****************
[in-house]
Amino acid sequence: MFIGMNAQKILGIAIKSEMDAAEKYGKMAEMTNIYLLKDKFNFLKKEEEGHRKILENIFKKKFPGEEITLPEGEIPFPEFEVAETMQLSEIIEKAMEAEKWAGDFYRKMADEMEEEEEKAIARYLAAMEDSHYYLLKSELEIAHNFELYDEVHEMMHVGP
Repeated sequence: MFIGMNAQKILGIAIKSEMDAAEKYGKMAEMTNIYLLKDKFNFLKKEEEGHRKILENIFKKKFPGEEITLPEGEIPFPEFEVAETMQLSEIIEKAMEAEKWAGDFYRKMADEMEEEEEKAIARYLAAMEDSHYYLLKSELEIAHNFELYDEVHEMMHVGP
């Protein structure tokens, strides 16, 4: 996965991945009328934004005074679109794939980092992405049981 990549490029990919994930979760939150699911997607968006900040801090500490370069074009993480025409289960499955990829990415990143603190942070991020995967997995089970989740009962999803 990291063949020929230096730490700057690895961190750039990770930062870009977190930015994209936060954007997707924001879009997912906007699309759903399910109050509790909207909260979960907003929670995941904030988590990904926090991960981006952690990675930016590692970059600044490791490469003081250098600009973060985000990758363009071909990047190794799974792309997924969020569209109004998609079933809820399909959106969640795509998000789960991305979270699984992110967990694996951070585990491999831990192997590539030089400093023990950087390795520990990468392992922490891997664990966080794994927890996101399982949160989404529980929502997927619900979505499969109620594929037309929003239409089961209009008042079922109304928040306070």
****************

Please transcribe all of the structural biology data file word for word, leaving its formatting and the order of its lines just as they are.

[in-house]
Amino acid sequence: MFIGMNAQKILGIAIKSEMDAAEKYGKMAEMTNIYLLKDKFNFLKKEEEGHRKILENIFKKKFPGEEITLPEGEIPFPEFEVAETMQLSEIIEKAMEAEKWAGDFYRKMADEMEEEEEKAIARYLAAMEDSHYYLLKSELEIAHNFELYDEVHEMMHVGP
Repeated sequence: MFIGMNAQKILGIAIKSEMDAAEKYGKMAEMTNIYLLKDKFNFLKKEEEGHRKILENIFKKKFPGEEITLPEGEIPFPEFEVAETMQLSEIIEKAMEAEKWAGDFYRKMADEMEEEEEKAIARYLAAMEDSHYYLLKSELEIAHNFELYDEVHEMMHVGP
């Protein structure tokens, strides 16, 4: 996965991945009328934004005074679109794939980092992405049981 990549490029990919994930979760939150699911997607968006900040801090500490370069074009993480025409289960499955990829990415990143603190942070991020995967997995089970989740009962999803 990291063949020929230096730490700057690895961190750039990770930062870009977190930015994209936060954007997707924001879009997912906007699309759903399910109050509790909207909260979960907003929670995941904030988590990904926090991960981006952690990675930016590692970059600044490791490469003081250098600009973060985000990758363009071909990047190794799974792309997924969020569209109004998609079933809820399909959106969640795509998000789960991305979270699984992110967990694996951070585990491999831990192997590539030089400093023990950087390795520990990468392992922490891997664990966080794994927890996101399982949160989404529980929502997927619900979505499969109620594929037309929003239409089961209009008042079922109304928040306070």